When sorting string lists, Python’s default behaviour sorts uppercase letters before lowercase, potentially confusing the sort order.
To perform case-insensitive sorting, use the
argument with the
function as your key:
>>> surnames = ['de Longi', 'Deloitte', 'de Angelo'] >>> sorted(surnames) ['Deloitte', 'de Angelo', 'de Longi']
To fix this issue use the
parameter with a
function that converts each element in the list to lowercase:
>>> surnames = ['de Longi', 'Deloitte', 'de Angelo'] >>> sorted(surnames, key=lambda x: x.lower()) ['de Angelo', 'de Longi', 'Deloitte']
parameter is a powerful parameter in your sort functions, however, if you don’t know what it’s doing then it could be causing all weird and wonderful types of sorting.
If you need to sort elements based on a specific attribute or function, you can use the
argument in the
function. This will allow you to define a custom sort key that will be used to determine the order of elements.
However, if you don’t know what it’s doing then you could be in all manner of confusion. Extract the
function out from the
parameter and replace the variable
with a string to see what it does.
>>> my_list = [3, 'a', 1.0] >>> sorted(my_list, key=lambda x: ord(str(x).lower())) [1.0, 3, 'a']
So to find out what on earth is happening in the
function extract it and swap out the variable used (in my case
) for a string or element in your list:
>>> ord(str('Test')) 116
You can even step through the function by examining the inner most functions by breaking it apart:
>>> str('Test').lower() 'test' >>> 'test' 't' >>> ord('t')
Ah, ok. I’m finding the ordinal number of the first character of each element when it’s converted to a string.
Sorting In Reverse Order
Whether using the
function, you can easily sort your list in reverse order by adding the
This will help you obtain a descending order when sorting your list items.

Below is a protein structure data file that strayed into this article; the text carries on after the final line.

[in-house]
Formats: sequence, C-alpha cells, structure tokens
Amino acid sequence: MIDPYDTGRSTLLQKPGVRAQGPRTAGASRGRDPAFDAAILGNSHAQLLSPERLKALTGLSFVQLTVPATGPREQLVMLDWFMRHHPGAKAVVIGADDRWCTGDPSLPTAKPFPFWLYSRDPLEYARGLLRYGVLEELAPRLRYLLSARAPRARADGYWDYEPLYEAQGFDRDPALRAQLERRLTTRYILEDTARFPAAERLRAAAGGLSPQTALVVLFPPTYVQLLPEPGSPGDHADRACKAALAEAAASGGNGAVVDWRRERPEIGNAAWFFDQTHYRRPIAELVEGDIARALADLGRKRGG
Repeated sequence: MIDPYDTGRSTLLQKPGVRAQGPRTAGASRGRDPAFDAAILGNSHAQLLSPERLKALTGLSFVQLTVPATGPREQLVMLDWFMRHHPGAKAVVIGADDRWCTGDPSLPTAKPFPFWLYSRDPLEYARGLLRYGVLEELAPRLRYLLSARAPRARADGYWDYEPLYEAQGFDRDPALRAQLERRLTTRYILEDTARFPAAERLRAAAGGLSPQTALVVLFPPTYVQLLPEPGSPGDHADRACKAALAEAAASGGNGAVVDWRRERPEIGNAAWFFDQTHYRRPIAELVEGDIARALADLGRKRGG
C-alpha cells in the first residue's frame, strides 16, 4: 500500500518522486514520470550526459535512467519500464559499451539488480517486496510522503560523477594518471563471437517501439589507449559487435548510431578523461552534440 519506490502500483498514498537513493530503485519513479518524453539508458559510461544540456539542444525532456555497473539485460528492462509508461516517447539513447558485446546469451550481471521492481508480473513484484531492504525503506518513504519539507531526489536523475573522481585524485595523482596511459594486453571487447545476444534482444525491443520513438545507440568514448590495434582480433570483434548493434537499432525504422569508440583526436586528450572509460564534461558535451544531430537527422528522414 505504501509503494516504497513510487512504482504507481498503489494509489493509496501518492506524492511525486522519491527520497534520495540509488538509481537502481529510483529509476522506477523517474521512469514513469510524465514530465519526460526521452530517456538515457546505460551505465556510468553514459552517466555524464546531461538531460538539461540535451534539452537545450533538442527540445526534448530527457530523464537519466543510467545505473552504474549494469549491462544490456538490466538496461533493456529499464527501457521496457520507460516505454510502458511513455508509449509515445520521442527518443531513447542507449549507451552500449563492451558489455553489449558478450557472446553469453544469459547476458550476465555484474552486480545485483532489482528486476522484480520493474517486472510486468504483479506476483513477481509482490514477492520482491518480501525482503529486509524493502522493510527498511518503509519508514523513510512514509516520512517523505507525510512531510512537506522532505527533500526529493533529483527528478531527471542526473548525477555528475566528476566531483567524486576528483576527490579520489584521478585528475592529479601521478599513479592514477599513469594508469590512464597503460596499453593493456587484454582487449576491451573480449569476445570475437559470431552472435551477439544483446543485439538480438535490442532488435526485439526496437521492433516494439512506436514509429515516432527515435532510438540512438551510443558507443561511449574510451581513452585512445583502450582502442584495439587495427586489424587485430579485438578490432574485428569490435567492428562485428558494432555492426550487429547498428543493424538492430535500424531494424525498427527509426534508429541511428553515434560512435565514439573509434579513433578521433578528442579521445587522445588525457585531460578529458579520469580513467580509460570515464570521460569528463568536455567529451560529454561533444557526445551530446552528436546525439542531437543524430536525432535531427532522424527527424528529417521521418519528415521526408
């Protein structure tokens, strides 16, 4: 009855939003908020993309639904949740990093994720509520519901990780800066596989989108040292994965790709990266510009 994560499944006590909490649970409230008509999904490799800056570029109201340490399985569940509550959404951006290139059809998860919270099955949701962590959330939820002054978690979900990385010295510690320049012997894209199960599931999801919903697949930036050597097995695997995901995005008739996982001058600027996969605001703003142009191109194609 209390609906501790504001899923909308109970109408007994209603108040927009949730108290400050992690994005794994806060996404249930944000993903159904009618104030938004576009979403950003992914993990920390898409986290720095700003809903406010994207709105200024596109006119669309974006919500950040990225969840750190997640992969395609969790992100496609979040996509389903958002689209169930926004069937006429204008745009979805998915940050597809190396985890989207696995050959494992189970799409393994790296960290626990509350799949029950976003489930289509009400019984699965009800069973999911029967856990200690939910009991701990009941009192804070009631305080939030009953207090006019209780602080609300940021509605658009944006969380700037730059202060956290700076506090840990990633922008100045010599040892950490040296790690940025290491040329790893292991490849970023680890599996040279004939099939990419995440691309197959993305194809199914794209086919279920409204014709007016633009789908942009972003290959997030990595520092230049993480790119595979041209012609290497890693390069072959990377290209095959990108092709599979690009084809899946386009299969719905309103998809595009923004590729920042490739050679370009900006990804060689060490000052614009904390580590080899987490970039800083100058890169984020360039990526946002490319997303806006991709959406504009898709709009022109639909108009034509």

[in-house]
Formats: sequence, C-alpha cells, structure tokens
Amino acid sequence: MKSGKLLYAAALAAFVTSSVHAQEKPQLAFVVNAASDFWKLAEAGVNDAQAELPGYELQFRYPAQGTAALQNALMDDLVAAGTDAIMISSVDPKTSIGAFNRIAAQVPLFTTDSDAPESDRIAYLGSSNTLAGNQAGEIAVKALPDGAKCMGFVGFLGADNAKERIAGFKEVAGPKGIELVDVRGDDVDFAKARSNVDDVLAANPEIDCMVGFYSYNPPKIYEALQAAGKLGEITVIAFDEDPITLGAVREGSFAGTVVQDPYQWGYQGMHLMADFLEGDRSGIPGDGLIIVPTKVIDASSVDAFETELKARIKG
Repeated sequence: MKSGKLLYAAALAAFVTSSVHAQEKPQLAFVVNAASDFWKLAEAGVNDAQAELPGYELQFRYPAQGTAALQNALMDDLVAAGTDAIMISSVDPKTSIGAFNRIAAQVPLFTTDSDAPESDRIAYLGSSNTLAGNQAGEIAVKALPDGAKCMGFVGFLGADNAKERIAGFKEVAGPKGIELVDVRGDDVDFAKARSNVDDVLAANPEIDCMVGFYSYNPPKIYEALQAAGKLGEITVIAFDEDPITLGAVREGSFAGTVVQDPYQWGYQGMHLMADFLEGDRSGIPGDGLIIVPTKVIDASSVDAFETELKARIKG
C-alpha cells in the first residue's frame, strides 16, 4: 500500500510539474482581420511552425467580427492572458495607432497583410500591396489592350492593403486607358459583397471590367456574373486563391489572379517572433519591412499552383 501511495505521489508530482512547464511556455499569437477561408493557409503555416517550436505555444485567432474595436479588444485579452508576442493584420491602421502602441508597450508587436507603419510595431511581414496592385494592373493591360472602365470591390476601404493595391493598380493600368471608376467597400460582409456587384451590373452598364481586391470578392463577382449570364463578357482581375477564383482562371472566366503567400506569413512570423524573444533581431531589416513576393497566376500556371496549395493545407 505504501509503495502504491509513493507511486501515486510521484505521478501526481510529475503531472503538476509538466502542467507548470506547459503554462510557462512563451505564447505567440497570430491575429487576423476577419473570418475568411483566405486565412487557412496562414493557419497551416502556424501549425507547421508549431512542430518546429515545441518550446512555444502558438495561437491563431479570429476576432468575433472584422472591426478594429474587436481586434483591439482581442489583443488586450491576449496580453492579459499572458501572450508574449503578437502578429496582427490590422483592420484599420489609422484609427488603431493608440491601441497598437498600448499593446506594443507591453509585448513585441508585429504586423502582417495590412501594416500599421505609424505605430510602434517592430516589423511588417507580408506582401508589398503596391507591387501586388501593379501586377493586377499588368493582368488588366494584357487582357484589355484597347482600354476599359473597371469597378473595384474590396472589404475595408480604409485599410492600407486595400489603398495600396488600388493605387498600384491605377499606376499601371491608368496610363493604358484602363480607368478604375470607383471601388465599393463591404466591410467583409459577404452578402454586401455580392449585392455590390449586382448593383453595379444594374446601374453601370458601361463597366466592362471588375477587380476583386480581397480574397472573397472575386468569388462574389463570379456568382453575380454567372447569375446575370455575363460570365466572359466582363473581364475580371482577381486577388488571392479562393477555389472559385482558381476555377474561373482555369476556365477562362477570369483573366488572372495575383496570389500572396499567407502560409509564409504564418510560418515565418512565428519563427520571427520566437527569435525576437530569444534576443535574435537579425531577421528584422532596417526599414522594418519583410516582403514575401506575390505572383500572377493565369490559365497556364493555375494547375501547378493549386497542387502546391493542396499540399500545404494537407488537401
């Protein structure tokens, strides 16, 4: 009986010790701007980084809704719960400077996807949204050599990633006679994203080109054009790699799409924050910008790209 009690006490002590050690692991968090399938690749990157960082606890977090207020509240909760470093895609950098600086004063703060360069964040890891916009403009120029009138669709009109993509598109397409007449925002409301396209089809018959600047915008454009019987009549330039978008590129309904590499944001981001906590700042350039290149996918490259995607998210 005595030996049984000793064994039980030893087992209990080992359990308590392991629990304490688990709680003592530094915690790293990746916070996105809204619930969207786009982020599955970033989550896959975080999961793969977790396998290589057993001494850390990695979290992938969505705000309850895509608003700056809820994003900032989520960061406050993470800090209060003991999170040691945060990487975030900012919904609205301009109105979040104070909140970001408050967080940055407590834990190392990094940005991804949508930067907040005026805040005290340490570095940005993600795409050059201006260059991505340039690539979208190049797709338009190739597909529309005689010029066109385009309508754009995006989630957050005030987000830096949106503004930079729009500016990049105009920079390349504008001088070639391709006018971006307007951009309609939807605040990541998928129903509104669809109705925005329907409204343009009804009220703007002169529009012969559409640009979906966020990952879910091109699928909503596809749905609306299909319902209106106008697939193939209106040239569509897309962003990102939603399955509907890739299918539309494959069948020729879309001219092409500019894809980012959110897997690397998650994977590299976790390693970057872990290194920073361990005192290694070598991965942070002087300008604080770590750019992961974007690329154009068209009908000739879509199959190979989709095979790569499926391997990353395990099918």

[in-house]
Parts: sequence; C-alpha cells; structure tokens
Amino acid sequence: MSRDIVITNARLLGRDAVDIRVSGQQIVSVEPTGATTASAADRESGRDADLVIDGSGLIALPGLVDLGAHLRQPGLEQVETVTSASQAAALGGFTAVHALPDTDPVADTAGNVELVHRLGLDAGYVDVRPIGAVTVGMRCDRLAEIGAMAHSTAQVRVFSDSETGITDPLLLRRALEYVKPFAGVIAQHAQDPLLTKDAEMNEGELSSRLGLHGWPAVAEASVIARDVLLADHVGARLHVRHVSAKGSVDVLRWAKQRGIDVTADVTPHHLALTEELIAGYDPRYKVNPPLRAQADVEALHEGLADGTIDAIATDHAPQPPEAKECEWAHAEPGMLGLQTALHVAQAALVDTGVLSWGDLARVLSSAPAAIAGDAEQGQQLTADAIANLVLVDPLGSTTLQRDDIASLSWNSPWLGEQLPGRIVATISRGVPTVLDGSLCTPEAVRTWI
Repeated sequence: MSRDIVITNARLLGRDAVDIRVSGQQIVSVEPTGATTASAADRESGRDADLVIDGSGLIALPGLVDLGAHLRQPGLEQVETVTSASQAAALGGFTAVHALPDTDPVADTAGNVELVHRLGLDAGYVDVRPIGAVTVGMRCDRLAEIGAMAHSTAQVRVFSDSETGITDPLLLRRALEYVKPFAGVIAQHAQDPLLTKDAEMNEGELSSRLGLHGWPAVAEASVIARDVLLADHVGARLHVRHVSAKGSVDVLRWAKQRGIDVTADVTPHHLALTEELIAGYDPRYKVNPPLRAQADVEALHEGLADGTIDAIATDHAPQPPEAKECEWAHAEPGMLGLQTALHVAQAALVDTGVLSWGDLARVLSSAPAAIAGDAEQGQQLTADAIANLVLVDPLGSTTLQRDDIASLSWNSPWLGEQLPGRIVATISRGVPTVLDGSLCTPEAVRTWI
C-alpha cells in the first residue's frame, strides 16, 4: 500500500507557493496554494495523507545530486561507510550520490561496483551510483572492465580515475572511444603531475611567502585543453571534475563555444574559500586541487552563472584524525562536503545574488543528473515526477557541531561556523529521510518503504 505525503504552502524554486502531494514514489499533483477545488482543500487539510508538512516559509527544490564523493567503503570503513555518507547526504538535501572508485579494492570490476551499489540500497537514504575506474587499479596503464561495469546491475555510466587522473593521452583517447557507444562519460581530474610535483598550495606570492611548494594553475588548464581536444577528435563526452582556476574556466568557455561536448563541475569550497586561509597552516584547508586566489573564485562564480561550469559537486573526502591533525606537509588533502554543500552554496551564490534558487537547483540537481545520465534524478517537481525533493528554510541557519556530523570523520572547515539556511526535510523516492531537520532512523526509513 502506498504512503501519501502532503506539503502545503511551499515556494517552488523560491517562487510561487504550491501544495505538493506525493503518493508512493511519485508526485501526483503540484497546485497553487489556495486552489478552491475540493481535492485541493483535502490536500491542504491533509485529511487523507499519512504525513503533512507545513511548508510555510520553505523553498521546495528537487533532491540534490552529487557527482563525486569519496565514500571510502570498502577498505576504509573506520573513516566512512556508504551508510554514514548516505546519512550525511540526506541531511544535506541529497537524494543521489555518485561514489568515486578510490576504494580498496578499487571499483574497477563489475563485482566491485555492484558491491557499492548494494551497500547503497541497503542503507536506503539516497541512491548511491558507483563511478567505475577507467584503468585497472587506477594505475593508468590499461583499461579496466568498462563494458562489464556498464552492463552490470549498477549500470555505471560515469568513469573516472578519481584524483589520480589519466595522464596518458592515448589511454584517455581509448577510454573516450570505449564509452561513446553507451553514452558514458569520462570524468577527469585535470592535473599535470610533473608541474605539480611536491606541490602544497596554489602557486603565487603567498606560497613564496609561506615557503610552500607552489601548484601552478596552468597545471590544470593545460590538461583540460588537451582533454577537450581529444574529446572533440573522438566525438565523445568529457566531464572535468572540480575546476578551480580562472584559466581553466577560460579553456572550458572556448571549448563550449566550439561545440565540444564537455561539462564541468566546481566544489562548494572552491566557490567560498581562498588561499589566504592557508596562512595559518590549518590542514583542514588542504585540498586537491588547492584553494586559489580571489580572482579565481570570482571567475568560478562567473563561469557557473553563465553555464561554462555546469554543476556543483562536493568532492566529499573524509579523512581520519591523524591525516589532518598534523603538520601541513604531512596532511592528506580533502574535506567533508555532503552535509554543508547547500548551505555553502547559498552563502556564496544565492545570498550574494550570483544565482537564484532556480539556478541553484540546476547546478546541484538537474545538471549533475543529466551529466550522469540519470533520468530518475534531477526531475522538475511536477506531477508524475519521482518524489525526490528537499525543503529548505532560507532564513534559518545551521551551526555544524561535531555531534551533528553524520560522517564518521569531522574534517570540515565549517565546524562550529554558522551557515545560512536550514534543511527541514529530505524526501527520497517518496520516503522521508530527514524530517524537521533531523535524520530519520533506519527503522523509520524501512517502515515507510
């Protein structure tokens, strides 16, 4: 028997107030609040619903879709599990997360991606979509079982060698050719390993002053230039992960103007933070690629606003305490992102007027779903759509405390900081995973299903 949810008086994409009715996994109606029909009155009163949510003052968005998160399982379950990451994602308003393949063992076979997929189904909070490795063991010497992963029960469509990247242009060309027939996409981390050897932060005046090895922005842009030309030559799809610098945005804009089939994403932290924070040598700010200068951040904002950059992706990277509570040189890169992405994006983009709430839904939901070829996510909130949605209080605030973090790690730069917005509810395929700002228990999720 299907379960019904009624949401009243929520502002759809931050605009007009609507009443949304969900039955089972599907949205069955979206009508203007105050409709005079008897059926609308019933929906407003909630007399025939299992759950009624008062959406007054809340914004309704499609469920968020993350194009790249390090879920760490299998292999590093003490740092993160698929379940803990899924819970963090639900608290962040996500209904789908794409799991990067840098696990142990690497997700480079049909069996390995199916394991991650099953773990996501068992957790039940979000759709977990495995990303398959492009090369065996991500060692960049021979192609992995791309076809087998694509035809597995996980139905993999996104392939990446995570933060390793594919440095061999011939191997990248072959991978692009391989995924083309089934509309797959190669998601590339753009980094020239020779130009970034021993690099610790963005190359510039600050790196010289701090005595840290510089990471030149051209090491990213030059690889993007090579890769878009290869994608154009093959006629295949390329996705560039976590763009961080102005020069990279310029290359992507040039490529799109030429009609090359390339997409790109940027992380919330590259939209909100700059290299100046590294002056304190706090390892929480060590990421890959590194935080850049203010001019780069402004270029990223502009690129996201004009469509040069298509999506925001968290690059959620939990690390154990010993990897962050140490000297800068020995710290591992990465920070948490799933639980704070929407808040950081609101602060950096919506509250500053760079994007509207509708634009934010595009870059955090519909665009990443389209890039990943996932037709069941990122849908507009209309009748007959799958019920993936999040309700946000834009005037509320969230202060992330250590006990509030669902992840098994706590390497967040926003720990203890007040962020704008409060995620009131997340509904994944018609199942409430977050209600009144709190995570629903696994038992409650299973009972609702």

Check if you are using this parameter in your sort function. By default if the
parameter isn’t used then the sort function will sort the items in
will sort the items in
Character Encoding Issues
Locale settings and character encoding can affect the way your Python list is sorted. You can use the
parameter and set each element to a specific encoding should it help.
>>> my_list = ['♠', 'Ω', 'и', '\u1118'] >>> sorted(my_list, key=lambda x: x.encode('utf-8')) ['Ω', 'и', 'ᄘ', '♠']
Python uses your system’s locale settings to determine appropriate sorting rules for characters. Checking and updating your locale settings may help resolve sorting problems related to special characters or accented letters.
Check elements aren’t padded with whitespace as this can distort your results. Here’s an example where whitespace is giving incorrect sorts:
>>> my_list = [' 1', '\n2', '\t3'] >>> sorted(my_list) ['\t3', '\n2', ' 1']
Once again the
parameter can help by performing a clean on each data element by stripping away any leading and trailing whitespace.
>>> my_list = [' 1', '\n2', '\t3'] >>> sorted(my_list, key=lambda x: x.strip()) [' 1', '\n2', '\t3']
As you can see the above result produces the intended result by sorting the strings accordingly with the leading whitespace
Python List Not Sorting – Summary
If your Python sorting operation isn’t working out as you think perform the following checks to see if something isn’t set properly: data types; capturing result of
; mixed cases; complex
function used; sorting in reverse; unicode characters; and leading whitespace characters.
To explore more about lists, read my next article on sorting a list alphabetically .